Tomohiro Yamaguchi

The University of Tokyo, Tōkyō, Japan

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Publications (3)2.92 Total impact

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    ABSTRACT: Lymphocytosis caused by neoplastic proliferation of small lymphocytes is occasionally difficult to distinguish by morphological examination from nonneoplastic lymphocytosis. To examine the clinical utility of gene rearrangement analysis for demonstrating neoplastic proliferation of small lymphocytes, gene rearrangement analysis was performed in comparison with immunophenotyping using peripheral lymphocytes in dogs with small lymphocytosis. Thirty-one dogs with small-cell lymphocytosis (8,100-884,300/microl) were enrolled. By immunophenotyping, lymphocytosis of all dogs was suggested to be neoplastic in nature based on the detection of marked expansion of phenotypically homogeneous lymphocytes or the presence of an aberrant antigen-expressing population of lymphocytes. In contrast, gene rearrangement analysis represented clonality in 27 dogs (detection rate of 87%). From the present study, gene rearrangement analysis was considered to be worthwhile to strengthen the evidence of neoplastic proliferation of small lymphocytes when coupled with immunophenotyping and to be a suitable diagnostic substitute if immunophenotyping is not available in clinical practice.
    Preview · Article · Apr 2009 · Journal of veterinary diagnostic investigation: official publication of the American Association of Veterinary Laboratory Diagnosticians, Inc
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    ABSTRACT: A monoclonal antibody, K9BYU, was generated using Escherichia coli recombinant extracellular domain of canine neural-cell adhesion molecule (N-CAM) as an antigen. Immunoreactivity of K9BYU to insect cell recombinant canine N-CAM was demonstrated by Western blotting using Sf9 insect cells transfected with the canine N-CAM gene. In Western blotting against canine brain tissue, K9BYU detected three isoforms of N-CAM that correspond to three major isoforms of human and mouse N-CAM (N-CAM-120, -140, and -180). From these results, K9BYU was considered to be a useful tool for research of canine N-CAM.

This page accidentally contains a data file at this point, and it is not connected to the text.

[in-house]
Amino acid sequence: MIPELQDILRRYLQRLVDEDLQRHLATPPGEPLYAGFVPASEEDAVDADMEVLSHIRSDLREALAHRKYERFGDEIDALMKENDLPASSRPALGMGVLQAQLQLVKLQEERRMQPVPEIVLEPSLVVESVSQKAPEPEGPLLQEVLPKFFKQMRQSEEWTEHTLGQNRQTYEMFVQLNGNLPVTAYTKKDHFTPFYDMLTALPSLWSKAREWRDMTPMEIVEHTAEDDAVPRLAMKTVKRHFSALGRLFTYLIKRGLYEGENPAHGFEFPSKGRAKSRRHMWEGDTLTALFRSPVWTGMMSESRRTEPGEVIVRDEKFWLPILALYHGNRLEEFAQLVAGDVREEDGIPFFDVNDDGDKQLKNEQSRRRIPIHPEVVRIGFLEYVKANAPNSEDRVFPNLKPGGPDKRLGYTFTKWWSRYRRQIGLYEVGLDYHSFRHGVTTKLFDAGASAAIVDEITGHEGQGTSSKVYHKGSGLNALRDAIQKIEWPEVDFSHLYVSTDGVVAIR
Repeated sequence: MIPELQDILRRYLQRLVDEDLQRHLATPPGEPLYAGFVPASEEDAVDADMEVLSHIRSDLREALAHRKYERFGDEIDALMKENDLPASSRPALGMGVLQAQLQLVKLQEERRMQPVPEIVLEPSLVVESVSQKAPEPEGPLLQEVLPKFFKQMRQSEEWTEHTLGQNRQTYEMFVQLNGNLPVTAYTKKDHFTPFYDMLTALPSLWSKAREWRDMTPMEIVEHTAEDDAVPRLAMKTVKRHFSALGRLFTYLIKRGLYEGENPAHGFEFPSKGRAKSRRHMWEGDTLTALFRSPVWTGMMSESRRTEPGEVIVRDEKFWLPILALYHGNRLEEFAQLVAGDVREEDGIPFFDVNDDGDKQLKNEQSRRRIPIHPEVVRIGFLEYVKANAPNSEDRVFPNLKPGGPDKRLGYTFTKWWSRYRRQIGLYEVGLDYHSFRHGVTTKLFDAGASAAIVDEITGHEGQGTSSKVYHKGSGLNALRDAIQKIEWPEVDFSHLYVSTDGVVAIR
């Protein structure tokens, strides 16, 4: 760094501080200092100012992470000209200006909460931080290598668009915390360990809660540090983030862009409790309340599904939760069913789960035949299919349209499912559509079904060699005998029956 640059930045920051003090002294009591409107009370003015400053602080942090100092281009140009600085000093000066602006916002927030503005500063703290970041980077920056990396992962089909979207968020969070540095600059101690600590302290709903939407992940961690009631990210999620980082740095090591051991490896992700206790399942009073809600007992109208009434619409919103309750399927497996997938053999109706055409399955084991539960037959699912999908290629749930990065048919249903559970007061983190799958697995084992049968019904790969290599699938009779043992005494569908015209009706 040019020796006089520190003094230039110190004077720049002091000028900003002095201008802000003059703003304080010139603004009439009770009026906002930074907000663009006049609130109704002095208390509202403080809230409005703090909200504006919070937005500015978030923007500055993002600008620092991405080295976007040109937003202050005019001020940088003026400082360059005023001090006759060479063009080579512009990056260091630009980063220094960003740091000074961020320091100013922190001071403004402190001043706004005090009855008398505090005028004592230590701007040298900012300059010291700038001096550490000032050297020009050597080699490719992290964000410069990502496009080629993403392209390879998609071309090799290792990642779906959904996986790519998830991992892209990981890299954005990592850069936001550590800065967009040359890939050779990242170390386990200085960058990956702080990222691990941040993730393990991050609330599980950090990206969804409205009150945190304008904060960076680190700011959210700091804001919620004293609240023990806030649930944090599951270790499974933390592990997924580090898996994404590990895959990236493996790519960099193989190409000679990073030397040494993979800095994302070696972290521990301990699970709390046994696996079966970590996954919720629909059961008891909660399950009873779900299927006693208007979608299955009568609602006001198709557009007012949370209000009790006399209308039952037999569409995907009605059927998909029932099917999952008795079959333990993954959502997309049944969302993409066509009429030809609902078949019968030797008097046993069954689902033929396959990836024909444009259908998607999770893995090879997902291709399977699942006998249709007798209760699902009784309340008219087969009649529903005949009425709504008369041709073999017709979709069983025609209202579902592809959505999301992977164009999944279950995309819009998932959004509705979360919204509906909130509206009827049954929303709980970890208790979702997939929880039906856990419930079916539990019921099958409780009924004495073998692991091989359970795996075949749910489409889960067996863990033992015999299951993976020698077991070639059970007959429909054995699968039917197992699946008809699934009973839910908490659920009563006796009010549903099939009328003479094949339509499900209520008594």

Full-text · Article · Sep 2008 · Journal of Veterinary Medical Science
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    ABSTRACT: Plasma metabolites and peripheral lymphocyte subsets were measured in ten diabetic and ten control dogs to investigate their significances as indicators to evaluate immune states in the diabetic dogs. Diabetic dogs were treated with insulin injections, however their plasma glucose and fructosamine concentrations were significantly higher than those of the controls. There were no significant differences in counts of total white blood cells (WBC) and lymphocyte CD8(+) cells (cytotoxic T cells) between the control and the diabetic dogs. In the diabetic dogs, the counts of CD3(+) (T cells), CD4(+) (Helper T cells) and CD21(+) (B cells) cells and the peripheral lymphocytes CD4/CD8 ratio were significantly lower than those in the control dogs. We confirmed abnormality of lymphocyte subsets in insulin treated diabetic dogs and it may relate to depression of immunocompetence and high susceptibility to common infectious diseases.
    No preview · Article · Mar 2008 · Journal of Veterinary Medical Science